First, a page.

Of course, the beginnings of Goldman's public life in New York have been well chronicled. So have the lives of her fellow Greenwich Village bohemians, people like the radical writer John Reid (ph), glamorous patron of the arts Mabel Dodge, birth control activist Margaret Sanger, and the educational reformer Randolph Born (ph).

In "American Moderns," however, Stansell wants to combat some charming but distorting tourist-trade myths that have twined around these bohemians, their comrades, and Greenwich Village itself. There's the prevailing assumption that the Village, somewhere around 1910, just began attracting artists and revolutionaries who all independently somehow stumbled into the great gravitational pull of its winding streets, exotic restaurants, and cheap apartments.

But as the Goldman odyssey suggests, and Stansell vividly documents, there exists a prehistory to the heyday of the Village in the Lower East Side. During the turn of the century, intellectually curious American-born young people, eager to escape a late Victorian atmosphere of ennui, began leaping over the class divide and patronizing tea rooms filled with Jewish immigrants.

Everyone would get drunk on heady arguments about politics and literature. Gradually, these college-educated visitors began moving downtown to the Village to be closer to what they saw as a more authentic life.

Interesting, but it's the second myth about Greenwich Village and its inhabitants that Stansell dismantles that makes her book appealing to more than just a readership of us New York City history buffs.

As colorful as the Village bohemians were, and I mean that literally, since they favored decorating combinations like acid yellow and purple, they've always seemed sort of inconsequential, their sexual and political daring rendered quaint by the roaring '20s and the radical 1930s.

Through careful and inspired research, however, Stansell shows how the Village bohemians helped shove America into the modern age. She discusses most ingeniously their elastic style of conversation, how the bohemians decided to talk their way into the future by opening up all topics for discussion.

A weekly lineup of lectures at the Liberal Club in the Village, Stansell says, might have included a talk on the tango followed by others on the Wobblies, the slit skirt, nudism, and the music of Richard Strauss.

And as Stansell demonstrates, those emancipated 1920s flappers would have been unimaginable were it not for the bohemians and their messy private experiments in free love as well as their more public avowals of sexual equality for women.

"American Moderns" is substantive, scholarly, and spicy. Though it's much less ambitious, it also serves as a wonderful preamble to "Terrible Honesty," Ann Douglas' (ph) groundbreaking cultural history of New York City in the 1920s. And like Douglas's book, "American Moderns" is unintentionally but inevitably wistful.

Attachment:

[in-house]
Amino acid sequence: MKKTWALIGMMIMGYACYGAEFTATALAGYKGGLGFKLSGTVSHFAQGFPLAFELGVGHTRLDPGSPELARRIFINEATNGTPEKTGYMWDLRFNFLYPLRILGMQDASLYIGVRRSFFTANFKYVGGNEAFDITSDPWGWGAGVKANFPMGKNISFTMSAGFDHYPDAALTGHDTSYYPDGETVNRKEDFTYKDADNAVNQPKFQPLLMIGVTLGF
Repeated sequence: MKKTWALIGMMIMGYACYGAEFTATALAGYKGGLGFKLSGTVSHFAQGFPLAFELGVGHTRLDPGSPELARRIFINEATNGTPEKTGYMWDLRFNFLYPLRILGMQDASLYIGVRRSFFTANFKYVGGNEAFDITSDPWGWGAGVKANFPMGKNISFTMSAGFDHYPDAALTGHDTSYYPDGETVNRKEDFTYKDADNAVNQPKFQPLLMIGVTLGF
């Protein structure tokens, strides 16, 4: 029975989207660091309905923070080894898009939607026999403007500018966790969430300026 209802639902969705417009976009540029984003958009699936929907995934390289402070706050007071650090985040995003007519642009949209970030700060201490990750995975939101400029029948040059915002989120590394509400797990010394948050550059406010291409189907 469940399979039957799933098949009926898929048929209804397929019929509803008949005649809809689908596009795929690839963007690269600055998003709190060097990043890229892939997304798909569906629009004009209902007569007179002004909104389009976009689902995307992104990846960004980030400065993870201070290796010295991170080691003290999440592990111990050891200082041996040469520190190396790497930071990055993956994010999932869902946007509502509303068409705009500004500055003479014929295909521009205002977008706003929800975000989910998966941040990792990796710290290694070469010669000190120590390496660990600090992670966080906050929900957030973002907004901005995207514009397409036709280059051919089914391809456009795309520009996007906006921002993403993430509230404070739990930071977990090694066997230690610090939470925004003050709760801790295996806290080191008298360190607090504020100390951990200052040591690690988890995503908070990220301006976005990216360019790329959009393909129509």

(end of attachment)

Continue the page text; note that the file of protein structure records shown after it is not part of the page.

How could it be otherwise? Reading about these fervent young bohemians, I thought about a poster advertising some political rally that I saw on my own college campus last week. "Care about something!" it implored student passers-by.

That poster would have been incomprehensible to the Greenwich Village bohemians in the first decades of this century. They seemed to care passionately and sometimes foolishly about everything.

GROSS: Maureen Corrigan teaches literature at Georgetown University. She reviewed "American Moderns: Bohemian New York and the Creation of a New Century."

FRESH AIR's senior producer today was Roberta Shorrock. Our program was directed by Sue Spolen (ph).

I'm Terry Gross.

Dateline: Terry Gross, Philadelphia, Maureen Corrigan
High: The popular image of New York City's Greenwich Village in the early years of the 20th century is that of a bohemian Brigadoon, where free love and fervent debates about politics and art flourished for a time. But in her new book, "American Moderns: Bohemian New York and the Creation of a New Century," cultural historian Christine Stansell says that those giddy bohemians did more than just establish Greenwich Village as a tourist attraction.
Spec: New York City; Cities; Entertainment

Please note, this is not the final feed of record
Copy: Content and programming copyright 2000 WHYY, Inc. All rights reserved. Transcribed by FDCH, Inc. under license from WHYY, Inc. Formatting copyright 2000 FDCH, Inc. All rights reserved. No quotes from the materials contained herein may be used in any media without attribution to WHYY, Inc. This transcript may not be reproduced in whole or in part without prior written permission.
End-Story: Book Critic Maureen Corrigan Discusses `American Moderns'
Transcripts are created on a rush deadline, and accuracy and availability may vary. This text may not be in its final form and may be updated or revised in the future. Please be aware that the authoritative record of Fresh Air interviews and reviews are the audio recordings of each segment.

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In his new book, Mercury Rising, Jeff Shesol writes about Friendship 7, the United States' first mission to put an astronaut in orbit around the Earth and, more broadly, about how Cold War fears fueled the early days of the space program.


Time-Traveling TV Romp 'Loki' Satirizes Comic-Book Conventions

The new Disney+ series takes one of the most charismatic actors and characters in the entire Marvel Universe — Tom Hiddleston as Loki — and puts him in a show that's lots of fun.